At its two meetings in October, the City Commission:
Listened to a presentation about potentially creating an incentive program within downtown Coral Gables — excepting Miracle Mile and Giralda Plaza — for developers to create additional open public spaces by allowing a maximum building height of 137.5-feet. The program would be limited only to MX2 properties and prohibited within 100-feet of a single-family home. A good example is the Villa Valencia building, which was pulled back from the property line in order to add in a pocket park. (Sponsored by Commissioner Menendez)
Voted 5-0 to amend the city’s zoning code to provide a four-foot minimum space for pedestrian traffic within any covered outdoor space that has seating.
“These arcades and loggias were designed for pedestrian traffic, and all too often they’re filled with tables, chairs, and people dining and servers in the way. They’re meant to encourage pedestrian traffic and now they’re actually stopping [it],” said Vice Mayor Anderson, who sponsored the bill.
Voted 5-0 to authorize the city manager and city attorney to negotiate a 90-day license agreement with a 90-day extension option to engage a licensee for operation of the café space formerly occupied by Le Parc at the Coral Gables Golf and Country Club. On October 4, the city’s Community Recreation department took over the space to provide baked goods and beverages using temporary city staff.
Voted 3-2 to end the process of annexation for High Pines/Ponce Davis. The city had a self-imposed deadline of Oct. 9 for residents in the area to “return” completed petitions, but Mayor Lago and Vice Mayor Anderson, the two dissenters, said they were still getting requests for more information from residents. They argued that some residents had only just mailed their petitions on Oct. 9, meaning those petitions had not yet been “returned.”
A lengthy discussion followed, but Commissioners Menendez, Fernandez, and Castro decided the 12.89 percent of petitions gathered as of Oct. 10 was insufficient for annexation, which requires at least 20 percent to move forward.
Voted 5-0 to develop a cost-based pilot program to divert green yard waste to more sustainable uses, thereby saving valuable billable land at the landfill and bringing down residents’ costs. (Sponsored by Vice Mayor Anderson)
Voted 5-0 to condemn the war launched by Hamas terrorists against Israel.
Voted 5-0 to accept the cultural development board’s recommendation to complete the Ponce Circle Park renovations in time for the city’s centennial in 2025, including infrastructure to support the installation of future artwork in the park.
Voted 5-0 to approve the concept and commissioning of a work of public art by gt2P Studios as part of the Alta development project at 4101 Salzedo St. Two concepts were submitted: an elevated mural on the building’s façade and a tree-like sculpture on the ground. The Commission agreed the mural wouldn’t be very visible; the developer agreed to remove it from the plans and take those funds to make the tree sculpture bigger.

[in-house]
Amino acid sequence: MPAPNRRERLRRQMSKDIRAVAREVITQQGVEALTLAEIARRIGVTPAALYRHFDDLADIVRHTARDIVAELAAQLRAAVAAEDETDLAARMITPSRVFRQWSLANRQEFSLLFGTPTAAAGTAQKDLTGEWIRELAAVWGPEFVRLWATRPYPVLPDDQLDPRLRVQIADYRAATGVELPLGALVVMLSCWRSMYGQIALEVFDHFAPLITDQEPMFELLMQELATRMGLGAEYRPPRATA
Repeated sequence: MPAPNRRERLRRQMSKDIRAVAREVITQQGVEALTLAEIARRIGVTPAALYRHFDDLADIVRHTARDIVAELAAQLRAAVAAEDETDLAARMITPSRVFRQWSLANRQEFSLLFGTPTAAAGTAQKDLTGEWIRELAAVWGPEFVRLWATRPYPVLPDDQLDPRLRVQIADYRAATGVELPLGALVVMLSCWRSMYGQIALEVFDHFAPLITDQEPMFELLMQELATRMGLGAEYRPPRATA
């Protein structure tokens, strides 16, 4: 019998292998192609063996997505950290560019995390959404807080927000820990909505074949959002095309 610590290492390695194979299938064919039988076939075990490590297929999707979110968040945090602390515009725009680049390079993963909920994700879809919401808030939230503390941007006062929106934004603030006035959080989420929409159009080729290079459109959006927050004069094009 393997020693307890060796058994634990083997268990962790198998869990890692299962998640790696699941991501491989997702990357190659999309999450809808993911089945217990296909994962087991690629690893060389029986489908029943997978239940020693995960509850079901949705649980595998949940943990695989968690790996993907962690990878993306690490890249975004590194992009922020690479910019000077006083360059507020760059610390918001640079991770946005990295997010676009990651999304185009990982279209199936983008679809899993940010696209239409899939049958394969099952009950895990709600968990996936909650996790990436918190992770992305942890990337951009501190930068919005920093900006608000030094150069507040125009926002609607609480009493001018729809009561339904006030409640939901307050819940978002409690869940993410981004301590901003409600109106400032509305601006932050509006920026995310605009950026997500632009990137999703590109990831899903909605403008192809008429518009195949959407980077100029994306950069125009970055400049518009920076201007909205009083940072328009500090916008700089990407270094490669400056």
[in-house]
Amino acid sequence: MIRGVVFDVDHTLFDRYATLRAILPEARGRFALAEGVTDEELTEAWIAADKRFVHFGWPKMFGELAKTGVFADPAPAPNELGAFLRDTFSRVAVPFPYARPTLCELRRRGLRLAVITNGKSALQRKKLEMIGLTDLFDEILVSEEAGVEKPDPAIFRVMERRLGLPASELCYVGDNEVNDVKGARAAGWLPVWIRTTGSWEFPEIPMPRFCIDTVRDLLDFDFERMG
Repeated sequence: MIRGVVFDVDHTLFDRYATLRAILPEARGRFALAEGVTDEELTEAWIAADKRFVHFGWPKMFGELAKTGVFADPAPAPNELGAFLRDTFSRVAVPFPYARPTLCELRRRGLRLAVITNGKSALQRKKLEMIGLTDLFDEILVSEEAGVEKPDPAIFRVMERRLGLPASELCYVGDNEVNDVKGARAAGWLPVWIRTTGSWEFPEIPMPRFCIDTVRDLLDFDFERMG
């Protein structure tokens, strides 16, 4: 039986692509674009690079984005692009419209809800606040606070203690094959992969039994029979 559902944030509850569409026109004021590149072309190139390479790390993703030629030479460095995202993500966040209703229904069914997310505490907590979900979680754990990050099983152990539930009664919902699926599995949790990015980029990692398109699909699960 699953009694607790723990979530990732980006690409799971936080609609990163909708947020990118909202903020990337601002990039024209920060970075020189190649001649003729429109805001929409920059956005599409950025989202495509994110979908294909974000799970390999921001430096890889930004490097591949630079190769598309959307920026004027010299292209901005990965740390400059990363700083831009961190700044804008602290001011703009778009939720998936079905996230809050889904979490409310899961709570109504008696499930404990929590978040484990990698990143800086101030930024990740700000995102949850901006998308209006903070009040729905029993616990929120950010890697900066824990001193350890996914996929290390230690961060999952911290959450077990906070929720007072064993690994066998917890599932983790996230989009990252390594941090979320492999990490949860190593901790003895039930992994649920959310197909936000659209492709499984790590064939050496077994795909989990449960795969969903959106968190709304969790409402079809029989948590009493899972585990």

Voted 3-2 to create an incentive program within the Design & Innovation District to allow a maximum building height of 137.5-feet if developers of a given building also create a public park. Commissioners Castro and Fernandez voted against the measure, citing general concerns about allowing increased heights. Commissioner Fernandez said many residents he spoke to opposed, while Vice Mayor Anderson said the residents who live in or near the District told her that getting parks superseded concerns about additional height.
Commissioner Menendez, who supplied the swing vote, said: “I’m very torn on this issue but I don’t see another way to create green space where green space is needed.”
Voted 3-2 to readopt the civility code for members of the City Commission and city staff, including at all public meetings and all interactions and communications. Both Vice Mayor Anderson and Commissioner Castro presented separate versions of this item, but only Castro’s received a majority vote with Commissioners Fernandez and Menendez in accord.
Anderson’s version included a prohibition on profanity and “untruthful, disparaging remarks,” with consequences of a warning at first offense and a public reprimand at second. She also included a provision for giving notice to violators, wherein violations would be published seven days prior to the next Commission meeting, allowing for evidence-gathering. The violator would also be allowed to speak in their defense.
Castro’s version included consequences of a written reprimand for a first offense and issuance of a formal public apology for a second. The Commission would have to vote on whether the code has been violated with a majority ruling. There was nothing included regarding giving notice to offenders or gathering evidence.
During the discussion, Mayor Lago asked for procedures to include those who use “proxies” like blogs or social media posts to make personal attacks, some of which have included pictures of his children and father.
The mayor recently came under fire for his disparaging comments about Commissioners Castro, Fernandez, and Menendez on Spanish media, but took the opportunity to fire back, accusing Fernandez of making defamatory comments against him earlier this year “very similar to the comments [he] used to make in Gables Insider,” Fernandez’s former blog. “I’m more than willing to move forward and work with this Commission, but there has to be mutual respect,” the mayor said.